[K:NWTS 4/2 (Sep 1989) 33-41]
The great English Protestant allegory of the 17th century is John Bunyan's, Pilgrims Progress (no Protestant seminarian is adequately educated who has not read it). This Puritan product (yes, the Puritans were gifted with literary and theological genius)–this Puritan product has become justly famous for its description of the pilgrimage motif–the sojourn from the city of Destruction to the Celestial City. Less well known, but no less brilliant, is the great English Protestant allegory of the 16th century–Edmund Spenser's Fairie Queene. This Puritan or proto-Puritan product is justly famous for its dramatic portrayal of the Christian warfare.
Spenser's hero is the Redcrosse knight appropriately attired with a scarlet cross on his shirt, thus making him the symbol of the Christian. The Redcrosse knight is the champion of the fair lady Una who rides a gentle donkey beside which walks a lamb (Una is the symbol of the church). The sojourn of Redcrosse and Una involves combat–conflict with the forces of evil. They encounter Archimago (chief magician), Duessa (the false Una), Lucifera (Daughter of Hell) and Orgoglio (Pride). Spenser crafts a conflict on the Biblical model–a model well known to all spiritual warriors. Here is his principle theme: error and falsehood when bold, plain, self evident are quickly recognized and defeated. So it is when Redcrosse delivers Una from the fearsome dragon in the dungeon of black, horrid Error. But when Archimago, the magician, conjures up a duplicate image of the Lady Una in the embrace of another, Redcrosse runs away out of grief and hurt at being betrayed. Yet he has not been betrayed–only deceived by the false Una (Duessa). For a great while, Redcrosse is ensnared by Duessa, but Una pursues her knight, finds him and draws him back to herself out of her great love for him. Spenser's genius is to show us how the apparent is not always the real; how the discernible–even in spiritual matters–is often the opposite of the genuine; how deceit often drives the faithful from the truth. Like Bunyan, Spenser's allegory is the tale of two cities–the heavenly Jerusalem and the citadel of Babylon. For Spenser, the great whore of Babylon is the Roman Catholic church–where appearance is deception, the guise of religion like a magician's spell, a chimera of lies, a phantasm of treachery and impurity.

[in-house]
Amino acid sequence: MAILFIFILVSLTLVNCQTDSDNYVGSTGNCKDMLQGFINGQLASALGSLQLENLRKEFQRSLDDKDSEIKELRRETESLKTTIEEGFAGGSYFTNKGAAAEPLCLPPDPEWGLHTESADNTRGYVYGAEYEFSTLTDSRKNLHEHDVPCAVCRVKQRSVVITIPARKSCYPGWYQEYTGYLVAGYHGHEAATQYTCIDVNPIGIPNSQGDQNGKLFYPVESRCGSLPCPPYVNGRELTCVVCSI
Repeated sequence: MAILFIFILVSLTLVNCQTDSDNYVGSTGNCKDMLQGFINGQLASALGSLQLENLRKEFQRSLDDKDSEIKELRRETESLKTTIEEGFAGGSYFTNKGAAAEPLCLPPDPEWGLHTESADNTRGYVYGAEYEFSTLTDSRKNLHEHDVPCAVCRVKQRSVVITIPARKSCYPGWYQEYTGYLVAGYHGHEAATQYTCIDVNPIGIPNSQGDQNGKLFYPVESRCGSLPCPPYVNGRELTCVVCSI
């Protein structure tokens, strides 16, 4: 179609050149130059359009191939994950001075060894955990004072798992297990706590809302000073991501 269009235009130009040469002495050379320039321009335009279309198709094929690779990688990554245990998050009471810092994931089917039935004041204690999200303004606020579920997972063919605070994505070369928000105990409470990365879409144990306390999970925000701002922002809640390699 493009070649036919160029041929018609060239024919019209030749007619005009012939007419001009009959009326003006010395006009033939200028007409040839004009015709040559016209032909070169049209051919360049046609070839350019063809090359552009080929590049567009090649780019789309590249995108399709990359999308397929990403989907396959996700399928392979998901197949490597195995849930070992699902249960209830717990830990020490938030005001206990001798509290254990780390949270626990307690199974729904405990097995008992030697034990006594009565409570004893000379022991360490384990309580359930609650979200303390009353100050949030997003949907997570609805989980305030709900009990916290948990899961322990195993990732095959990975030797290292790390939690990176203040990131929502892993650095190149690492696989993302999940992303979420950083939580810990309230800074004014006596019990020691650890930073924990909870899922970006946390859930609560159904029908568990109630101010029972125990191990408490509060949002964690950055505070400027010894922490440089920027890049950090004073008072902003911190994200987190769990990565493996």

Jerusalem As She Is
The great whore for Isaiah is Jerusalem. Strange allegory this! Zion, the city of the great king, is a harlot (1:21). She has become Sodom and Gomorrah (1:9,10). Indeed, appearances are deceiving. Jerusalem is not what she seemed. A city intended as the jewel of justice–the ruby of righteousness–a city set on a hill; Jerusalem is a harlot, unfaithful, treacherous, a city of rebels, a citadel of iniquity.
The chief locus of this duplicity was the temple. And in particular, the central deception was the worship service. At the temple, there were throngs of people. Multitudes trampled the courts of the temple–hustle and bustle, service upon service, activity upon activity. On the Sabbath; at the monthly new moon service; at the appointed feasts–Passover, Pentecost, Yom Kippur, Tabernacles. Why you couldn't keep the good folks away. And offerings–did they bring offerings! Burnt offerings, peace offerings, grain offerings–why what more could you ask? All that Moses prescribed, they brought. Piety by the bushel; holiness by the herd; sanctity by the sheepfold. And the fellowship–oh, the friends they met and the people they talked to, the news they caught up on and the gossip they passed on. And the motions–why they spread out their hands in prayer. They lifted their arms to the sky–what a pious sight, the smoke of their offerings ascending and the ascension of these holy hands. What ecstasy! What piety! What religiosity!